Then suddenly the countdown started and we were off.

Initially it was little more than a shuffle due to the number of runners crammed into the space. Soon however it opened up and we started running through the streets. Crowds along side cheered everyone on. I was keeping a moderate pace, not quite sure how I would do just 2 weeks after Leadville 100. I stayed a steady pace and soon the roads changed to a trail along a river. The path modulated up and down and soon crossed through a camping grounds. After a short bit, we started climbing. The trail went up through a small village where crowds were clapping and cheering. Since each runners’ bid number has a flag of their nationality, quite often the crowd would cheer or say something reflective of the country. The American flag on my number seemed to surprise many spectators as the vast majority of numbers had French flags with some German, Italian, Spanish and Swiss tossed in. Every now and then I’d see an Austrian flag, Dutch flag or UK flag too.

The first climb went up La Charme which was a fairly short 800 meter climb up the hill. As we were climbing, to our left was the Mont Blanc mastiff and surrounding areas. The glacier coming down the hill was huge and there were small streams of ice melt coming off the peaks. The skies were clear but it was humid – I was sweating a lot so I kept a regular routine of popping my S!Caps.

After climbing for a bit we approached our first check point where our numbers were read. Since it was getting dark I stopped and put on my tights, Moeben arm warmers and headlamp. I also grabbed my flashlight.

Soon the climb ended and we started descending down the hill. I like downhills and have always considered that my stronger part of ultras. But my legs were still feeling a bit sore from Leadville and these downhills were quite a challenge. After some long downhills, we entered the half marathon point in Saint-Gervais.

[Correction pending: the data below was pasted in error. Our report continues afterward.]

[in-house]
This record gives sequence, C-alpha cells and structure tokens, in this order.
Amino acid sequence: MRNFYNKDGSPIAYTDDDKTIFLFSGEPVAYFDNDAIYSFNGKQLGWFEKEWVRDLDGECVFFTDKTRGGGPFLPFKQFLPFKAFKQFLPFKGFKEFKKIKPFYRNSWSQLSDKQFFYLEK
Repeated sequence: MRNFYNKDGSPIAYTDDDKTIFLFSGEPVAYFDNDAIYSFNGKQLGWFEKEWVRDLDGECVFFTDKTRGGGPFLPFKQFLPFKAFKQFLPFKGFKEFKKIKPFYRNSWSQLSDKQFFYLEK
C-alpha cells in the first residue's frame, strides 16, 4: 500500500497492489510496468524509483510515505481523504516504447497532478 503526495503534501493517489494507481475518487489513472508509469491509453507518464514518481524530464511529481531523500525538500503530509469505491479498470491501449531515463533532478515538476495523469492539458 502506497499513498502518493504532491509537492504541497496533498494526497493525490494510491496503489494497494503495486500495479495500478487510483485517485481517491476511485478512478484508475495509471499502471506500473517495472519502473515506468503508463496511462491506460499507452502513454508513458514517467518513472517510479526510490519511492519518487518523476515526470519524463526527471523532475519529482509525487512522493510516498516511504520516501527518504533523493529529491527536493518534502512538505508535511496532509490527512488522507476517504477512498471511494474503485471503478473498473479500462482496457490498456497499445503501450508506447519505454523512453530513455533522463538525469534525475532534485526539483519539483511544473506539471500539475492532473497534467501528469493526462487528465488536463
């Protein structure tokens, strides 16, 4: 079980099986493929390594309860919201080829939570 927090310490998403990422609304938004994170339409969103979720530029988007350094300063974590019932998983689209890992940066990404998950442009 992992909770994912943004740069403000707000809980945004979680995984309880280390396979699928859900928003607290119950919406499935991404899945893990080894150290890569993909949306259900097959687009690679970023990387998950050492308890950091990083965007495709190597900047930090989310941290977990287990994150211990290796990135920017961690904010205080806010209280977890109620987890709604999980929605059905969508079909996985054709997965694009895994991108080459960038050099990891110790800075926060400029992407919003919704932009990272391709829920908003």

This was a large aid station. I was amazed – not only was there the standard fruit, energy bars, drinks but tons of cheeses and cold cuts. I opted to pass on the cheese and continued on the run. The climb out of Saint-Gervais continued but my legs felt empty. So I slowed my pace and tried to climb the hill slowly, switching to a power hike. After a long time and entered Les Contamines at the 31km mark. I sat down – just not feeling too well.

After resting a bit I started on again – moving along the Notre Dame Gorge. After awhile I started to feel a little better. This climb went up and up and up and up. It made Hope Pass at Leadville seem short. But along the climb, my legs were feeling much better and I was jogging and power hiking on up.

Behind me, I could see an endless trail of lights as runners were coming up from the valley. Before the peak of Croix du Brnhomme, there was another aid station. I grabbed more cheese, some french bread, a couple pieces of dark chocolate and refilled my water bottles. Then it was off again to continue climbing into the night sky.